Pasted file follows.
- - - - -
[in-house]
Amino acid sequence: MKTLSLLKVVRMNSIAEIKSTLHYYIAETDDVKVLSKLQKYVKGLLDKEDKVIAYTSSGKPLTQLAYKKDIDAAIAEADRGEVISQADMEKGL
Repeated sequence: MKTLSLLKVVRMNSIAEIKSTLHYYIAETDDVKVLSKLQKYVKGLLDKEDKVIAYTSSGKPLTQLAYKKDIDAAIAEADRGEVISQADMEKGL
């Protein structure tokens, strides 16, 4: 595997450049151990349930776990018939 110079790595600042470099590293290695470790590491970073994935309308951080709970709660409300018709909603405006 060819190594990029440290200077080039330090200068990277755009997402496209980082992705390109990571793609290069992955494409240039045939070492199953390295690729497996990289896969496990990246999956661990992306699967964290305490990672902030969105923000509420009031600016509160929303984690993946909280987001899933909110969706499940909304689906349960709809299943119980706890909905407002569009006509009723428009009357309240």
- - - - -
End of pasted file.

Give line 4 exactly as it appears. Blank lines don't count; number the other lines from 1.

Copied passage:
């Protein structure tokens, strides 16, 4: 595997450049151990349930776990018939 110079790595600042470099590293290695470790590491970073994935309308951080709970709660409300018709909603405006 060819190594990029440290200077080039330090200068990277755009997402496209980082992705390109990571793609290069992955494409240039045939070492199953390295690729497996990289896969496990990246999956661990992306699967964290305490990672902030969105923000509420009031600016509160929303984690993946909280987001899933909110969706499940909304689906349960709809299943119980706890909905407002569009006509009723428009009357309240």